South Koreans remember Dutch soccer coach Guus Hiddink as the man who led their team to a successful performance in the 2002 World Cup. But when the history of a united Korea is written, North Koreans are likely to remember him less fondly. Hiddink has just returned from Pyongyang, where he signed a deal to help Kim Jong-Un build yet another expensive leisure facility that falls low on the average North Korean’s hierarchy of needs — a new “futsal” stadium:
“It was a short but a good visit,” [Hiddink] told reporters at Gimpo International Airport in western Seoul. “We talked about installing a Dream Field. I was eager to do one or more even in the North. We signed an agreement that as soon as possible — hopefully before the summer — we’ll have the first Dream Field in Pyongyang.”
The Dutchman said he was already looking forward to his next visit to North Korea, possibly next summer.
“I challenged them to start building what we agreed,” he added. “We will supply, as soon as possible, the necessary equipment and then they can start. If you want something, you can do it very fast.” [Yonhap]
In case you were about to ask:
The U.N. World Food Program’s 2015 needs assessment gives us a better idea of that hierarchy, for those North Koreans who are excluded from its leisure class:
These figures, which rely on regime-supplied statistics, may overstate or understate the problem to some degree, and the results of various U.N. surveys vary, depending on how one measures North Koreans’ misery. For example, this 2013 U.N. survey found that 84% of North Koreans have “poor” or “borderline” food consumption. Earlier this year, the U.N. reminded us that many of North Korea’s children will feel the effects of malnutrition for the rest of their lives.
More than a fourth of all North Korean children are stunted from chronic malnutrition, and two-thirds of the country’s 24 million people don’t know where their next meal is coming from, the United Nations said Friday.
The report illustrates a major domestic challenge for North Korea’s new young leader, Kim Jong Un.
A team from the U.N.’s Office for the Coordination of Humanitarian Affairs, reporting from North Korea, found that 2.8 million North Koreans “are in need of regular food assistance amidst worrying levels of chronic malnutrition and food insecurity.” It said 4 percent of North Korean children are acutely malnourished. [AP]
While North Korea’s mass casualty famine probably ended around 2000, there were reports of famine on a much smaller scale in 2012, and harvests are believed to have fallen again this year. It’s almost certain that at least some North Koreans who lose their state rations or the support of their families continue to starve to death, out of sight and out of mind, even now.
There is also the complete breakdown of North Korea’s health care system, to the extent that people who can’t afford to bribe doctors into treating them have turned to opium and methamphetamine as alternative medicines.
Guus Hiddink’s futsal stadium would join a long list of new leisure facilities for Pyongyang’s elite, including a dolphin aquarium, a 3-D cinema, a water park, and a floating buffet — amenities that are beyond the imagination of most North Koreans. In 2013, Kim Jong-Un reportedly spent $300 million on a leisure and sports facilities, including a ski resort filled with equipment imported in violation of U.N. sanctions. That same year, His Corpulency spent $644 million on luxury items like flat-screen TVs, sauna equipment from Germany, Swiss watches, and expensive booze. Also that same year, the World Food Program asked foreign donors to contribute $200 million toward a two-year program to feed 2.4 million North Korean women, children, and infants — just a fraction of those in need.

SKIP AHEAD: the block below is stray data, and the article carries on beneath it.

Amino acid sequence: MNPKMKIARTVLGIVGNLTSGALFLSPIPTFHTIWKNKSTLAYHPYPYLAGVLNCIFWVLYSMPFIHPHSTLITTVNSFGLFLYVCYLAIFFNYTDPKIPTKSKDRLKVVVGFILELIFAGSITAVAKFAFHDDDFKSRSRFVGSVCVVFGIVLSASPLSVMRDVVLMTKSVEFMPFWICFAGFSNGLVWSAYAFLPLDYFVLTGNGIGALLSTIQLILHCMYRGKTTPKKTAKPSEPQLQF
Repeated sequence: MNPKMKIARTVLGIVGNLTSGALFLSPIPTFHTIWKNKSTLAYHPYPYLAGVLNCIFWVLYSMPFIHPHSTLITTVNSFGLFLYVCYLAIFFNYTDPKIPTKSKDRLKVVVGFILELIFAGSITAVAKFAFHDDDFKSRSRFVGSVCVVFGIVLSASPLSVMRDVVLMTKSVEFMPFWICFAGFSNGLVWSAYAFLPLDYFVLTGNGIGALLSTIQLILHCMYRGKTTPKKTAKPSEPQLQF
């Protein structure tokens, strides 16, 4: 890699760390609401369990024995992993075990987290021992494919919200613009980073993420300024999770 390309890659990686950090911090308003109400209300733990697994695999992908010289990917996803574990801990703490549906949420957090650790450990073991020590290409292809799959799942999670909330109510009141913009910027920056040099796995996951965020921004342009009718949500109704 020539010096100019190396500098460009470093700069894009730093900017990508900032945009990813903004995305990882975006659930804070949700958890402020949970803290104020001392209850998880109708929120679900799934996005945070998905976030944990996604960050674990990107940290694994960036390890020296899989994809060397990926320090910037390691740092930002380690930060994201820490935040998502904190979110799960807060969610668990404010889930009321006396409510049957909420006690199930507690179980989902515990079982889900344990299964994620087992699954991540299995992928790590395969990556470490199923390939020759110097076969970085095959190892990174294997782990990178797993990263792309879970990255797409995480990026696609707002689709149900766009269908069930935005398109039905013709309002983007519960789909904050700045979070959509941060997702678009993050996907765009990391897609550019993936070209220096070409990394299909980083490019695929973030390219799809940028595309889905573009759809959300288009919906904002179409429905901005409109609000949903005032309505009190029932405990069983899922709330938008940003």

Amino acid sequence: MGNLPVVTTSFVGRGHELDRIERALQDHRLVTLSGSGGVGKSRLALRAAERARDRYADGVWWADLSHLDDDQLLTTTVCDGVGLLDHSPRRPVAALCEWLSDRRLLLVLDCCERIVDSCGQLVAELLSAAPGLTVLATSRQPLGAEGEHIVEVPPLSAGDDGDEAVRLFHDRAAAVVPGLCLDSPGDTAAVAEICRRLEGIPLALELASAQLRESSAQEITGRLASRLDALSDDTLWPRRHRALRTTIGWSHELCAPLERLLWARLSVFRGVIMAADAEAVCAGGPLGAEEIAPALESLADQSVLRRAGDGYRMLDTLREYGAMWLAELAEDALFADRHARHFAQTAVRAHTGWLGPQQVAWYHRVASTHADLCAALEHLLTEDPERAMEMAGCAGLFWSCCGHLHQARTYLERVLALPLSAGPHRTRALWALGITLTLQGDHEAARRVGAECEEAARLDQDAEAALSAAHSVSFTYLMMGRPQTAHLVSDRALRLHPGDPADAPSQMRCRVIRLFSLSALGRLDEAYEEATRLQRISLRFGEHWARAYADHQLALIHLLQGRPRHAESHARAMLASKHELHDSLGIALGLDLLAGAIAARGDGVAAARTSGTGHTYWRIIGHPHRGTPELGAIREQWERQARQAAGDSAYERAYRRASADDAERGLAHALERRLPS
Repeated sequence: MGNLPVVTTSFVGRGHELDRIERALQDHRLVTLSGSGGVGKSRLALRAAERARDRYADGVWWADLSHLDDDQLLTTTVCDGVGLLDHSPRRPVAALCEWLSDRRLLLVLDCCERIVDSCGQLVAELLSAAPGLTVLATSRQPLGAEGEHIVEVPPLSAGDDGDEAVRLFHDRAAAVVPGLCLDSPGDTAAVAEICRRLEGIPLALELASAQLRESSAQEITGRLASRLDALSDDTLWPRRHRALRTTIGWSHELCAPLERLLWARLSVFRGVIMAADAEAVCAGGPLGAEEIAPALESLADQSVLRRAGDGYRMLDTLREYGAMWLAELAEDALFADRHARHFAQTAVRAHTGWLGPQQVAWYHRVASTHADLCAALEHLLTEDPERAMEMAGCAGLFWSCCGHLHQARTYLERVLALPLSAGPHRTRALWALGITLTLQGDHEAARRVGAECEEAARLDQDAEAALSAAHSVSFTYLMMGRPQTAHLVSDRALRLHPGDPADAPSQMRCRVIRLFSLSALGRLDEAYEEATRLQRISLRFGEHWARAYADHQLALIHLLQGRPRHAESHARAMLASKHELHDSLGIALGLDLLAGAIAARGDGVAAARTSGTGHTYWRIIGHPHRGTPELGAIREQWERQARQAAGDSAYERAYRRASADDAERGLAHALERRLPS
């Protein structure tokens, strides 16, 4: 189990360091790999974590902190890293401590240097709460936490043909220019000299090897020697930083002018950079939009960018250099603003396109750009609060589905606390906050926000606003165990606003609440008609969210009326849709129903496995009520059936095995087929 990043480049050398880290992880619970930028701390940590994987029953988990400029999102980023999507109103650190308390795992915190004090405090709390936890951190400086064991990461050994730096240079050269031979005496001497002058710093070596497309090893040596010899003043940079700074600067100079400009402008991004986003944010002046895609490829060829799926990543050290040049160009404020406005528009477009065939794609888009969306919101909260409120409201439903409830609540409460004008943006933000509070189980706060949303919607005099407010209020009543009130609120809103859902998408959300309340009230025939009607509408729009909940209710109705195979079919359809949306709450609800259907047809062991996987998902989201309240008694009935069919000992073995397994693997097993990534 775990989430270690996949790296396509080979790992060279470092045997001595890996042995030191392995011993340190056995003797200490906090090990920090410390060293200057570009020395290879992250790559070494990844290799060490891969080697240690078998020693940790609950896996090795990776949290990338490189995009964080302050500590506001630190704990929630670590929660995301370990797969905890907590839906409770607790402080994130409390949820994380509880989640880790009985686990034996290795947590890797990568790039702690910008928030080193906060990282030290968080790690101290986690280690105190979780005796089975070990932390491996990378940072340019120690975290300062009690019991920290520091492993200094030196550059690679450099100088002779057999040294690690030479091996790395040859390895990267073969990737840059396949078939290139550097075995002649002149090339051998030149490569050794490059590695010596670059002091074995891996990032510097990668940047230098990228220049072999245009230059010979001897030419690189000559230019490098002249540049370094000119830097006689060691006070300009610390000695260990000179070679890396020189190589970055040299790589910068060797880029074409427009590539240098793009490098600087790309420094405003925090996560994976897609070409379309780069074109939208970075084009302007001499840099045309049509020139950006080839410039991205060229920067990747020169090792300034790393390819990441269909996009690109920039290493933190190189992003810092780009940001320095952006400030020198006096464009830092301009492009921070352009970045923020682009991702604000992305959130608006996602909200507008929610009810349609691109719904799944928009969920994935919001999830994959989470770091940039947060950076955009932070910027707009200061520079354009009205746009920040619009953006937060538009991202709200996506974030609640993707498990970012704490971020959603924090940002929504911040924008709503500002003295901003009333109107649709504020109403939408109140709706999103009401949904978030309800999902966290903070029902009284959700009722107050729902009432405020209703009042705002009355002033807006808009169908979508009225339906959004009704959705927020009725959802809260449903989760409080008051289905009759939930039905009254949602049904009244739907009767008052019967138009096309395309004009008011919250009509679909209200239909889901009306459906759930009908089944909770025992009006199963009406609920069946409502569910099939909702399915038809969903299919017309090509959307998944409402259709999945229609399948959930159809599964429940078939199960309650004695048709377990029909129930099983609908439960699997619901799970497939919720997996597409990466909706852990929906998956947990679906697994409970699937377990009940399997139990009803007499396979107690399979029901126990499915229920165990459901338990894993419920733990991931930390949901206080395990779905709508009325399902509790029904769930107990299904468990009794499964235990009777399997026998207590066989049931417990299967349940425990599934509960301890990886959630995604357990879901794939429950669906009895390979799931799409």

Given that the U.N. Security Council banned the export of luxury goods with after the passage of Resolution 1718 in 2006, can this possibly be legal? Due to the uneven and dilatory implementation of the resolution, it’s almost impossible to be sure. The UN’s tragically incomplete (but non-exclusive) list, still not filled out nine years later, specifically mentions only jewelry, yachts, luxury cars, and racing cars. The EU list prohibits “[a]rticles and equipment for skiing, golf, diving and water sports,” and “[a]rticles and equipment for billiard, automatic bowling, casino games and games operated by coins or banknotes,” but would theoretically allow a European supplier to sell Kim Jong-Un a curling rink, jet skis, or bobsleds. The U.S. Commerce Department’s list of luxury goods is the broadest, and includes any “[r]ecreational sports equipment.” Theoretically, then, Treasury could block any dollar payments to facilitate Hiddink’s project. (The North Korea Sanctions Enforcement Act would cut this semantic Gordian Knot by adopting the U.S. Commerce Department list as its definition.)
The obscenity of a nominally socialist state, which monopolizes most of the nation’s resources, squandering the meals of starving kids on luxuries for a tiny elite is the reason why the U.N. adopted the luxury goods ban. I’ll take that argument a step further: it’s a crime against humanity — specifically, what a U.N. Commission of Inquiry has described as “the inhumane act of knowingly causing prolonged starvation.” By knowingly helping Kim Jong-Un to misallocate resources that belong to the North Korean people, and which should be used to fulfill their rights to food and medical care, Hiddink makes himself an accessory to this crime, and places himself before the judgment of history, and perhaps, one day, of the law itself.
If the UN can’t define “luxury goods,” if the EU can’t interpret the UN resolution’s plain language to address the evil it was meant to remedy, and if the U.S. won’t enforce its own regulations, then the good people of Europe and the Netherlands must condemn and ostracize Hiddink for his appalling ethical misadventure.